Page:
Although expert witness fees make
up the bulk of the case costs in a medical malpractice
case, big cases have many other sources driving
the costs of the case. Some of these other case
costs include the costs associated with (i) copying
the medical records, (ii) enlarging exhibits at
trial, (iii) rental of visual and audio equipment
for display of trial exhibits, (iv) video animations
and medical illustrations, and (v) scanning and
storage of the medical record for computerized
access at trial.
Moreover, if the case involves a
substantial loss of wages or wage earning capacity,
expert economists and vocational rehabilitation
specialists will need to be retained to analyze
these components of recovery. If the medical malpractice
has rendered the patient paralyzed or with permanent
brain damage, a separate expert in the field of
life care planning will need to conduct an extensive
cost analysis of how much money will be needed
to take care of the patient's medical needs for
the rest of their life.
In brain injury cases, a neuropsychologist
expert may be necessary to evaluate the patient's
loss of cognitive thought processes and memory.
Rehabilitation counselors may also be necessary
to testify about the physical challenges that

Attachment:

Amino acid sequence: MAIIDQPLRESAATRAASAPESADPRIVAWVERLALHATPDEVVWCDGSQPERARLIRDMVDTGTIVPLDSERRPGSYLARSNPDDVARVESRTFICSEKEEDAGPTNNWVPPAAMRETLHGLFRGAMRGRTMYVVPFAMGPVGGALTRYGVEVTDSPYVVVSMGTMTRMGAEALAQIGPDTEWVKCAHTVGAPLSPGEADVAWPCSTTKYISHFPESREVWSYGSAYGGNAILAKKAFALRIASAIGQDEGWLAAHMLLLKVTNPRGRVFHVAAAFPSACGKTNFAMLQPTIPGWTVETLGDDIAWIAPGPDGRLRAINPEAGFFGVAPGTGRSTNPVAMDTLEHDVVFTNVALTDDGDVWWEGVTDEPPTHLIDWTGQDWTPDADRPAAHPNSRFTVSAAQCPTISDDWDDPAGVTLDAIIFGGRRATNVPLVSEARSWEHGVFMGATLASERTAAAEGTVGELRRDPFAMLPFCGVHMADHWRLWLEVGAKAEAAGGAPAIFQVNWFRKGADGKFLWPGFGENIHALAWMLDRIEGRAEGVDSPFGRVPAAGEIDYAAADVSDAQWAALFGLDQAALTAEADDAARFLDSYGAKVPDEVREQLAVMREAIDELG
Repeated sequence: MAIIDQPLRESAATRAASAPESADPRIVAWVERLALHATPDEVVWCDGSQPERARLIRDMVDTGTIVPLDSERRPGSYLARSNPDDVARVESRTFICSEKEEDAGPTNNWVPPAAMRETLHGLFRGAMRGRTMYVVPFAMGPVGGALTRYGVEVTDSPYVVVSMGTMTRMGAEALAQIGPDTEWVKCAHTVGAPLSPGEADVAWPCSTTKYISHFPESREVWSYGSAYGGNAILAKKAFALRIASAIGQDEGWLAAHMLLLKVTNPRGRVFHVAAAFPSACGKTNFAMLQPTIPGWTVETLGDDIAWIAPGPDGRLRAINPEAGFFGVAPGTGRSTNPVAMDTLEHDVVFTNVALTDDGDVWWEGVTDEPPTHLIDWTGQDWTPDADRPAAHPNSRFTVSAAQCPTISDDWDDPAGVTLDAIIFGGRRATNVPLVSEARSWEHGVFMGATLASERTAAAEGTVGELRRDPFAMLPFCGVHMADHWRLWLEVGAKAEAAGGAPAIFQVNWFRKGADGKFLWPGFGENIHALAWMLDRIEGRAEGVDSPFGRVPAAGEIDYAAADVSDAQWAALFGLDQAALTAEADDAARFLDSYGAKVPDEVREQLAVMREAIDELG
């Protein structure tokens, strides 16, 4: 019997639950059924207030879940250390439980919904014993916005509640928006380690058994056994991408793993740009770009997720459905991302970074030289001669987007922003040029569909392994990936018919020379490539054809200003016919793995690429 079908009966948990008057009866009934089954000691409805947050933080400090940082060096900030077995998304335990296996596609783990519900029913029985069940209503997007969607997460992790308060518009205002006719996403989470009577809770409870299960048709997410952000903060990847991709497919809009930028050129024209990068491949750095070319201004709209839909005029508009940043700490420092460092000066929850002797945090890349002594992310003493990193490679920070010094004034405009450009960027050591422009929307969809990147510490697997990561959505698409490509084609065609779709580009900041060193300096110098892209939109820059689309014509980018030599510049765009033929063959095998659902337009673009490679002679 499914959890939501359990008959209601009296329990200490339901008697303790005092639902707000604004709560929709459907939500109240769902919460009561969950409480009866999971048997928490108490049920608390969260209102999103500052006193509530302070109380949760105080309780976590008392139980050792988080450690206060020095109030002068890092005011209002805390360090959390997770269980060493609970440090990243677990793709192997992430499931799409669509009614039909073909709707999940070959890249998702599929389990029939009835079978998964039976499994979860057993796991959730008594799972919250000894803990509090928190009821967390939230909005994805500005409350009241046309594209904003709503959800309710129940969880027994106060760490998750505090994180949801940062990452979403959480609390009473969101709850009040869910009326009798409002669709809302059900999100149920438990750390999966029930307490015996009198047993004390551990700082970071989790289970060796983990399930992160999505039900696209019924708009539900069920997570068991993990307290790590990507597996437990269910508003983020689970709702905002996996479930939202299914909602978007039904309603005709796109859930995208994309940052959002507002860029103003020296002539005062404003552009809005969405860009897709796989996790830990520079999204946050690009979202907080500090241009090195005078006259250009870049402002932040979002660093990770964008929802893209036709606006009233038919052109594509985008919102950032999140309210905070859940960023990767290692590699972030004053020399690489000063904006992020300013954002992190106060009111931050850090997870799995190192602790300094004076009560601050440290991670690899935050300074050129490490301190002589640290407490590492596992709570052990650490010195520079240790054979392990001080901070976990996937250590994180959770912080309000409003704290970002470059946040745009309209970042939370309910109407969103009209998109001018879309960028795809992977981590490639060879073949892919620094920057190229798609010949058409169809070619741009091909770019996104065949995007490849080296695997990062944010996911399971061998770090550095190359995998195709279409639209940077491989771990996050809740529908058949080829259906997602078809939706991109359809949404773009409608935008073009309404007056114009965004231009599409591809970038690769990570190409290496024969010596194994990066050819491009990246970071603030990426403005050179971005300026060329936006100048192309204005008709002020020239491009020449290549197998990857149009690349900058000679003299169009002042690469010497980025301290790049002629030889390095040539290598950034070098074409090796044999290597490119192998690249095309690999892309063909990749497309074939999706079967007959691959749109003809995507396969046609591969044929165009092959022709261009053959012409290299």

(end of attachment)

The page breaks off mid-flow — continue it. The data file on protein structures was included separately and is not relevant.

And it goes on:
a severe brain injury imposes on the patient.
All of these other costs have the
potential to be very substantial. For instance,
a typical life care report costs about $10,000
to put together. Likewise, video animations and
medical illustrations can cost thousands each.
Even the costs of making 6-12 copies of the medical
records for use as exhibits at trial can approach
several thousand dollars if the records are voluminous.
All out of pocket expenses must
be tracked by the attorney for the client to review.
Although most attorneys do not routinely seek
a client's permission before expending the costs
necessary to properly work up a medical malpractice
case, clients should ask at the beginning of the
case for guidance on the expected amount of costs
their case may involve.
Remember, in a contingency agreement,
the client will usually owe the attorney nothing
if a recovery is not obtained on his behalf by
the attorney. This is one reason why the client
must reimburse the out of pocket costs of the
litigation if a recovery is made. A client should
also keep in mind that the attorney not only invests
his own money for the costs of the case over the
life of the case, but he does not usually charge
any interest on the use of this money when a recovery
is made. Since most medical malpractice cases
take many years to conclude (in some cases as
long as 7-10 years), the loss of the use of the
attorney's own money can be substantial.
Therefore, medical malpractice cases
must be carefully screened for both merit and
potential recovery before undertaking the representation
of an injured patient.
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